“The angel said to them, ‘Do not be afraid; for behold, I proclaim to you good news of great joy that will be for all the people. For today in the city of David a savior has been born for you who is Christ and Lord.’”
These are, perhaps, the most familiar lines from the Gospel according to St. Luke (2:1-14) that we hear at the Christmas Midnight Mass, and of course, every year in “A Charlie Brown Christmas.”
It is fitting that we continue our series on the first followers of Jesus with a discussion of the great evangelist, a follower and companion of St. Paul.
You will recall that in our previous issue of More Good News it was stated that Paul’s mission was to deliver the word to the Gentiles. Luke may have been one of his greatest protégés.
Little or nothing is known of Luke’s early life. It is assumed by many that he was a Greek and a Gentile. Eusebius tells us he was born in Antioch, Syria. He also might have been born a slave, who by luck or chance was trained to be the family physician to persons of the noble class. Either way, evidence of him being a non-Jew lies in Paul writing in Colossians (4:10-14) of his companions “of the circumcision” (Jews) and then including Luke separately as “the good doctor.”
Being a Gentile colored Luke’s writing. In his account of the Passion he says that one of the thieves — a heathen, crucified with Jesus — obtains salvation. This is a radical statement from a religious tradition that reserves the “glory” for the chosen.
In Luke’s telling of Jesus’ parable of the Prodigal Son, he shows how even the ones who lose the righteous path along their way through life may repent and receive the ultimate reward.
In addition, Luke’s background as a doctor gave him unique perspective on human suffering.
In his beloved recounting of the parable of the Good Samaritan (only Luke recorded this), he not only addresses our previous point of Luke’s attention to the non-Jews and outcasts, he describes the suffering of the traveler who is beaten, stripped and robbed and left to die by the side of the road. Luke’s interpretation of Jesus’ story recognizes that even the “uncircumcised” are capable of empathy and good works.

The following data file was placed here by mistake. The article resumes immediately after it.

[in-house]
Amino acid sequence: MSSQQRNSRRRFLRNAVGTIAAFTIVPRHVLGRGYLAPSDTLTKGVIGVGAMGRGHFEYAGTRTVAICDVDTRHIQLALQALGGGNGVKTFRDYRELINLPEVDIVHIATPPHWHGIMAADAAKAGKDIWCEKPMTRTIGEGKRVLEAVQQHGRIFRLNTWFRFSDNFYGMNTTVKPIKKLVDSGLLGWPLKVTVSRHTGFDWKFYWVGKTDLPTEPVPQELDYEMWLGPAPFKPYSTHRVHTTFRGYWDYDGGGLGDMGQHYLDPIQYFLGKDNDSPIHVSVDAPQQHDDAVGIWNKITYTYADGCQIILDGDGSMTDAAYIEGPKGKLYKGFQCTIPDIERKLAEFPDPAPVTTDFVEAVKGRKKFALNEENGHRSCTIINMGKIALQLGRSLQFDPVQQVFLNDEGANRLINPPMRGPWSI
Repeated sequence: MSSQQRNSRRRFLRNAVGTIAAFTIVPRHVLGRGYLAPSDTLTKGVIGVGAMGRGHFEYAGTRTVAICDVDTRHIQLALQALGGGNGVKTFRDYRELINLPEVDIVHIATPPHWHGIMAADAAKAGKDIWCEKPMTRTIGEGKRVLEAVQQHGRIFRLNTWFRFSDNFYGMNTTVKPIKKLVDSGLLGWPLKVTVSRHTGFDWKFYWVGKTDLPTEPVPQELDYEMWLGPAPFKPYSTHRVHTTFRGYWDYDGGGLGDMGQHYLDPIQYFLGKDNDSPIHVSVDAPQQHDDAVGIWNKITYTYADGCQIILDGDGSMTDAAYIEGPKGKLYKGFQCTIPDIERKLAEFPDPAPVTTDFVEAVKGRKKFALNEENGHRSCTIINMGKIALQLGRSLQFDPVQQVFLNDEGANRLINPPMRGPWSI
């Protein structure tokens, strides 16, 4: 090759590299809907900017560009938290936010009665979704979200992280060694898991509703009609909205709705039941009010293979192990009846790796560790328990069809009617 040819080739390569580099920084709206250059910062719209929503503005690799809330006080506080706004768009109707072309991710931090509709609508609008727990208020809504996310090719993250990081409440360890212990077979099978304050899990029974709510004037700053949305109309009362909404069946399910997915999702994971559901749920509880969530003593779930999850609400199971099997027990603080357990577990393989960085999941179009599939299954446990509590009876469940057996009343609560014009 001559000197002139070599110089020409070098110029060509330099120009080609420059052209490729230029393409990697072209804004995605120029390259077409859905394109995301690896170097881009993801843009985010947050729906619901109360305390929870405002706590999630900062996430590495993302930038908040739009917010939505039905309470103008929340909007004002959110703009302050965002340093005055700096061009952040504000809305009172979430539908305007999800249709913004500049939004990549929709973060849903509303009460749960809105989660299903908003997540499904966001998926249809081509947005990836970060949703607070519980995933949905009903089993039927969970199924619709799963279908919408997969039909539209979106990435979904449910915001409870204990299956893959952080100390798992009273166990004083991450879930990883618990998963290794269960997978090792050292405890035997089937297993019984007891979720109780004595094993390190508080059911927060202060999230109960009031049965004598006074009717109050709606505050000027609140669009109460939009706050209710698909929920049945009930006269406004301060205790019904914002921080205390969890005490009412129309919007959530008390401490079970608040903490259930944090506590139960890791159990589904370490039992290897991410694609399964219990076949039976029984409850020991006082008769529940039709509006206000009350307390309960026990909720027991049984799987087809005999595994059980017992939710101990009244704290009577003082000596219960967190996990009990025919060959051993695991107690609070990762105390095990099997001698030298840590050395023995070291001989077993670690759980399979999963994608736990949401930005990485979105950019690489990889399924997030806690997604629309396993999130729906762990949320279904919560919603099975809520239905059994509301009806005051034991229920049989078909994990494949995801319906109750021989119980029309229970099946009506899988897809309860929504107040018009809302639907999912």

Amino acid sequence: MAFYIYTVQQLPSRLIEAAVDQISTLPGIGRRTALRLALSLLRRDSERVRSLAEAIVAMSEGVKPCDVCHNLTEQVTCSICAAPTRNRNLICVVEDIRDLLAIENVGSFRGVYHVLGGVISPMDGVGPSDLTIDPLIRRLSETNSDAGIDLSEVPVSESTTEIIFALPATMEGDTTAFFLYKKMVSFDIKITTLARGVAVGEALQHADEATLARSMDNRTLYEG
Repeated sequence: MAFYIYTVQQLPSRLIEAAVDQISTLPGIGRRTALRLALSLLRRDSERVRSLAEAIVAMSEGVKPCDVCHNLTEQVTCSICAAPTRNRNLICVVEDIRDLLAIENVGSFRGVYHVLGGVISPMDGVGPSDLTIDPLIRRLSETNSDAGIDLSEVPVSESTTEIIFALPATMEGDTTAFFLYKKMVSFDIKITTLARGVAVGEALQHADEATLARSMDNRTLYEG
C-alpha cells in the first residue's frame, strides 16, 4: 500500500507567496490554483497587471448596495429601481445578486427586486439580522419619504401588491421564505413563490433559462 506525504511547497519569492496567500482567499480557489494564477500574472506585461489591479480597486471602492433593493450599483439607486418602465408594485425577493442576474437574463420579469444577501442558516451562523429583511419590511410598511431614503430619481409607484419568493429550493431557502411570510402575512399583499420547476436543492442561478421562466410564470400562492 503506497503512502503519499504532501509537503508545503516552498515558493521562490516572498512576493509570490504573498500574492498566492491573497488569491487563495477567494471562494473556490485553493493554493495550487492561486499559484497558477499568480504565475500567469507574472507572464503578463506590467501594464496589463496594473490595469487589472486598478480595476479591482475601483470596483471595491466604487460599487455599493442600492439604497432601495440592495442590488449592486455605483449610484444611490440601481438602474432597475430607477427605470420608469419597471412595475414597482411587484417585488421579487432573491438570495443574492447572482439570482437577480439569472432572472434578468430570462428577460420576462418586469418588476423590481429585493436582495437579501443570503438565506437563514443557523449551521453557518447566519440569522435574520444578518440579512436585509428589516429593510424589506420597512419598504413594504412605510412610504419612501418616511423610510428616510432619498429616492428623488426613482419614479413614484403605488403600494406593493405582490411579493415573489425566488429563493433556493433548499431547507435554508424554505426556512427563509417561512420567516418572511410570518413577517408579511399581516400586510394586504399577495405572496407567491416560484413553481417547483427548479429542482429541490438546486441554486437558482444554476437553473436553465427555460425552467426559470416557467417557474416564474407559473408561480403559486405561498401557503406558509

In the recounting of the episode of the cleansing of the lepers, Luke tells us that of all those who were cleansed, it is only the Samaritan, a non-Jew, a Gentile, who comes back to thank Jesus. For this writer, that shows that Luke had no patience for those who expected deliverance just because of their birth into the chosen group.
He shows that deliverance is earned and should be acknowledged gratefully. Luke’s passage says: “Jesus asked, ‘Were not all 10 cleansed? Where are the other nine? Has no one returned to give praise to God except this foreigner?’Then he said to him, ‘Rise and go; your faith has made you well.’”
Luke was by Paul’s side from about 51 AD to 61 AD when Paul was imprisoned in Rome. Paul recognized his disciple’s loyalty saying: “And after everyone else deserts Paul in his final imprisonment and sufferings, it is Luke who remains with Paul to the end: ‘Only Luke is with me’” (2 Timothy 4:11).
Luke felt an obligation to write for posterity in a way that was accessible, comprehensible and would continue to inspire. He was adamant that facts contained in his writings were accurate. Subsequent study has proven his veracity. He said: “Since many have undertaken to set down an orderly account of the events that have been fulfilled among us, just as they were handed on to us by those who from the beginning were eyewitnesses and servants of the word, I, too decided, after investigating everything carefully from the very first, to write an orderly account for you.” (Luke 1:1-3).
Like the other evangelists, Luke often is portrayed in art with, or as, an icon. His symbol is an ox or calf, a symbol of sacrifice. He said to also have been a painter, having created various holy images. One legend says he even painted the famous Black Madonna of Czestochowa. Luke is the patron of artists and physicians.